Kyahi Sangumulya

Acquired: during the Reign of Sultan Hamengku Buwana X
Type of Gamelan: common practice–modern
Tuning: pélog

sangumukti gamelan
One of the three gendèr barung of the gamelan pair Kyahi Sangumukti and Kyahi Sangumulya.

The gamelan pélog Kyahi Sangumulya (“abundant glory”) along with its gamelan sléndro partner Kyahi Sangumukti (“abundant comfort”) are the two most recent additions to the palace’s collection of gamelans, the only ones to enter palace service during the reign of the Tenth Sultan. Both sets are modern common practice gamelans constructed in 1998 by the gamelan maker Pak Jumati of Surakarta. They are the only two palace gamelans the names of which are preceded by the honorific “Kyahi” rather than “Kangjeng Kyahi.” This distinction of rank is made because these sets have not yet proven themselves to be worthy of the label “Kangjeng Kyahi.” G.B.P.H. Yudhaningrat told me that only the sultan can declare objects as being worthy of the “Kangjeng Kyahi” honorific and status. My guess is that these gamelans will need to stand the test of time and that it is most likely a future sultan who will declare them as venerable inheritances from the reign of the Tenth Sultan. Gusti Yudhaningrat said that the pair of gamelans cost Rupiah 55 million (about U.S.$5,500 in 1999) and that a good share of the expense was picked up by the Coca-Cola International Co. in recognition of the effort by the Kraton Yogyakarta to protect, perpetuate, and share Javanese court culture.[1] It is interesting that the primary function of these two gamelans since their introduction to the palace context has been for music, dance, and puppet theatre performances scheduled and located so that the hundreds of tourists that visit the Kraton Yogyakarta daily can have a convenient encounter with palace performing arts. The performers for these presentations are not palace musicians (abdidalem niyaga), dancers, and puppeteers, but school and community music, dance, and puppet groups from around the Yogyakarta region who perpetuate the palace arts as they have been broadcast from the kraton over the past several decades. Therefore, the spirit of the recognition behind the Coca-Cola gift seems to be honored in the deployment of these sets in the palace. However, their current use is restricted to non-ceremonial functions of a public nature. When an occasion arises for the palace musicians to perform outside of the palace and for a pair of gamelans to be transported to a performance site outside of the kraton, this pair of “apprentice” gamelans that will most likely be utilized.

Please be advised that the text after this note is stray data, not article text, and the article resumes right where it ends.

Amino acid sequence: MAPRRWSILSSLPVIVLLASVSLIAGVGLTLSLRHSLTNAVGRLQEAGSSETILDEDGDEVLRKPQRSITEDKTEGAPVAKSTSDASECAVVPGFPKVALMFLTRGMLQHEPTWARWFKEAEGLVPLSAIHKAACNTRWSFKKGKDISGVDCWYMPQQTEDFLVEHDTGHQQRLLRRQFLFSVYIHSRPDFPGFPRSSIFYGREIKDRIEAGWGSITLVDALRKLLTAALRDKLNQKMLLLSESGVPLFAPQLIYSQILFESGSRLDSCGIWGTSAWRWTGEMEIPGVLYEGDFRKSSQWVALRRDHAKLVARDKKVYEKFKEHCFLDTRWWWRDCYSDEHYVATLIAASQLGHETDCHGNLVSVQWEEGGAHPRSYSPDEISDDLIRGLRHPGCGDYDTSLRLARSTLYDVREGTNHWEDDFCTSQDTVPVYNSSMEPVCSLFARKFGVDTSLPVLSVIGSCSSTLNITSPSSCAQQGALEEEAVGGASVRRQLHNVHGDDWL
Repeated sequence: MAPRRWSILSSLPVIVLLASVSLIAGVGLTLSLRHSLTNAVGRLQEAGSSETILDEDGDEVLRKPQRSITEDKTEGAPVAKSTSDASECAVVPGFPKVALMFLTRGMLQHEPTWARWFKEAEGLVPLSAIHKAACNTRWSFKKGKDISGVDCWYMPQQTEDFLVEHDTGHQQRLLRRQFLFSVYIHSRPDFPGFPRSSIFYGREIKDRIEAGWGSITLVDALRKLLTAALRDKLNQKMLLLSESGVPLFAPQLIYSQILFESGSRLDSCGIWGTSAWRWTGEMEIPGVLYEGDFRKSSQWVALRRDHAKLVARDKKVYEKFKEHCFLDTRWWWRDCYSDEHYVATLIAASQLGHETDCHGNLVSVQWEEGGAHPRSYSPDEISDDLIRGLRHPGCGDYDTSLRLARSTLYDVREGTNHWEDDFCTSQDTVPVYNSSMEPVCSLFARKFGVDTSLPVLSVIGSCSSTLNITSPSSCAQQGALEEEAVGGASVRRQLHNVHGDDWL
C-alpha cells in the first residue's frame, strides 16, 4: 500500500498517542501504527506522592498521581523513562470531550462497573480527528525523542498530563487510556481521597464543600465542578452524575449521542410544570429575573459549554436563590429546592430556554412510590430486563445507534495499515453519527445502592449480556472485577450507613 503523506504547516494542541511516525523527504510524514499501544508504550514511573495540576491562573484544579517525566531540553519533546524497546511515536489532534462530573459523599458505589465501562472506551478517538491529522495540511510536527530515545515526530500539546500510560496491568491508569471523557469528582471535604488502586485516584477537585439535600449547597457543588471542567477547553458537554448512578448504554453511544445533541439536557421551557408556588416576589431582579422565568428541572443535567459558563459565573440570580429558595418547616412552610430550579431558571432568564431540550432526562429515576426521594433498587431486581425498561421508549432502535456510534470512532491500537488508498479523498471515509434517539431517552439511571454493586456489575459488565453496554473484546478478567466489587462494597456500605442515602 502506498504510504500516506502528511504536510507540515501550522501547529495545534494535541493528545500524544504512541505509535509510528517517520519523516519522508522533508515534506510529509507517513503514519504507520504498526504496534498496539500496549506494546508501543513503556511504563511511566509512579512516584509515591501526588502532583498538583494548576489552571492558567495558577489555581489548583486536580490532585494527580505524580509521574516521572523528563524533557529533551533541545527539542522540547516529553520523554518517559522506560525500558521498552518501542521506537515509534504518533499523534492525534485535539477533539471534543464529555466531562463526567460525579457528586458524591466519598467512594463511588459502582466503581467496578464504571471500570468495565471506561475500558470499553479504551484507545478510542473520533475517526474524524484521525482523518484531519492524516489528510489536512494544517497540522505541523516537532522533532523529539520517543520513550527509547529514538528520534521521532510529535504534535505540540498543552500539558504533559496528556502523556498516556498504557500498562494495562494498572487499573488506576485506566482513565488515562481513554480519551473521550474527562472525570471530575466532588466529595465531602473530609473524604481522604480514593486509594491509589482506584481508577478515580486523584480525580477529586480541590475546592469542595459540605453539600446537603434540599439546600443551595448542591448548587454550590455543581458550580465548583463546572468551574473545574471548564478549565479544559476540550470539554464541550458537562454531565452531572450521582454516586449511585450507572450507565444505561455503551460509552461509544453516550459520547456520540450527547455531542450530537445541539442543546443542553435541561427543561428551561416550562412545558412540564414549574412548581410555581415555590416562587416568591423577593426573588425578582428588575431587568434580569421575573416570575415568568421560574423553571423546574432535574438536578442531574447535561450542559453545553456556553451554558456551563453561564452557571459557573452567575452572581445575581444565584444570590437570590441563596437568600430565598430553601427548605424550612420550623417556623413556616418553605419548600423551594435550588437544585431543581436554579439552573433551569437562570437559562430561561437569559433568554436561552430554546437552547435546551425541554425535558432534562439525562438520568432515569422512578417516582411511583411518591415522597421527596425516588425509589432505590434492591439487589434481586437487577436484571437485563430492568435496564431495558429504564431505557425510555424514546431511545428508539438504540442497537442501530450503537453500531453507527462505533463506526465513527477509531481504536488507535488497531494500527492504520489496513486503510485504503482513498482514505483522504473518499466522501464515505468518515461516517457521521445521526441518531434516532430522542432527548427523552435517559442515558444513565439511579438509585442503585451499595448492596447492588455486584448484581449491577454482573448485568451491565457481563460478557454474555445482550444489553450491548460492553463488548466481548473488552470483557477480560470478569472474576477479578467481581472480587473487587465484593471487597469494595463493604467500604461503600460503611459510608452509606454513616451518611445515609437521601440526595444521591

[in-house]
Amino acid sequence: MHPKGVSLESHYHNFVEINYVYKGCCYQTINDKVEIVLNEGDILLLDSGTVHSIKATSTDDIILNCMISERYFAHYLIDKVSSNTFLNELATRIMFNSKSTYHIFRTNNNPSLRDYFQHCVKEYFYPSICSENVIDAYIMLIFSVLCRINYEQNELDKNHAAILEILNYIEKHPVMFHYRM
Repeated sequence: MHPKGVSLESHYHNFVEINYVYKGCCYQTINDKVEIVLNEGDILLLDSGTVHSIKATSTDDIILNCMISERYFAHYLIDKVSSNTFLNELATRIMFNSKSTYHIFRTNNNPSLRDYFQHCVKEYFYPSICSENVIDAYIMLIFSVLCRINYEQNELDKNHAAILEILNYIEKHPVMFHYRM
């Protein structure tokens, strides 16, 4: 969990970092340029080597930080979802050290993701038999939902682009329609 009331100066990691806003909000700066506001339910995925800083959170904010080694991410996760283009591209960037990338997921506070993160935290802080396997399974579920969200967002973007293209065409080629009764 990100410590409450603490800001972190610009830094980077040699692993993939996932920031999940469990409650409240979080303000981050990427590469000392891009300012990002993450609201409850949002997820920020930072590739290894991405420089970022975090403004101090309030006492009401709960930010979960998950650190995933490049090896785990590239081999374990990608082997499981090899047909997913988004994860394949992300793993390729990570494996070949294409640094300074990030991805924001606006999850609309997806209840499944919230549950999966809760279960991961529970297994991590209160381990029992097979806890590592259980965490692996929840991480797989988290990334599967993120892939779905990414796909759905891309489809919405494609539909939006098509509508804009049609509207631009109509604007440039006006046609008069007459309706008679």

The instrumentation of K. Sangumulya is that of a modern common practice Yogyanese gamelan pélog. Its full instrumentation is listed below. No 19th century archaic instruments such as the slentho, the gambang gangsa, and the cluring are found in this set.

Kyahi Sangumulya and Kyahi Sangumukti are identical in their appearance and meant to be set up as a double, or sléndro-pélog, gamelan. Their flat surfaces are painted a dark brown with gold highlight set off against a bright red background. The main carving motif is vegetation (lunglungan), although on a number of the instruments the royal emblem of the Hamengku Buwana lineage is prominently displayed. The carving atop all the racks for the sets’ vertically-suspended gongs (gong ageng, gong siyem, and kempul) is based on a decorative panel that once graced the wedding palanquin of the Seventh Sultan and which, at least in the late 1990s and early 2000s, was on display in Bangsal Trajumas. The lambang is elaborated on these stand caps to include the number “10” in Javanese script below the entwined “H” and “B” to chronicle the sultan’s reign in which these sets entered the palace.

gong ageng (1)
gong siyem/suwukan (3)
kempul (6)
kenong jaler (6)
kenong japan (1)
kethuk (1)
kempyang (1)
bonang penembung (1)
bonang barung (1)
bonang penerus (1)
saron demung (2)
saron ricik/barung (4)
saron peking (1)
gendèr penembung/slenthem (1)
gendèr barung (2)
gendèr penerus (2)
gambang kayu (2)
clempung/celempung (1)
kendhang ageng/gendhing (1, shared with K.K. Sangumukti)
kendhang ketipung (1, shared with K.K. Sangumukti)
kendhang alit/batangan (1, shared with K.K. Sangumukti)
suling (1)
bendhé (general use instrument shared with other gamelans)
bedhug (1, shared with K.K. Sangumukti)
rebab (general use instrument shared with other gamelans)
siter (general use instrument shared with other gamelans)
kemanak (general use instrument shared with other gamelans)
kecèr (1, shared with K.K. Sangumukti)
keprak (general use instrument shared with other gamelans)
tambur (general use instrument shared with other gamelans)

The two gong ageng (center, back), several of the kenong jaler (foreground), and one of the kenong japan (right) of the double gamelan K. Sangumukti and K. Sangumulya.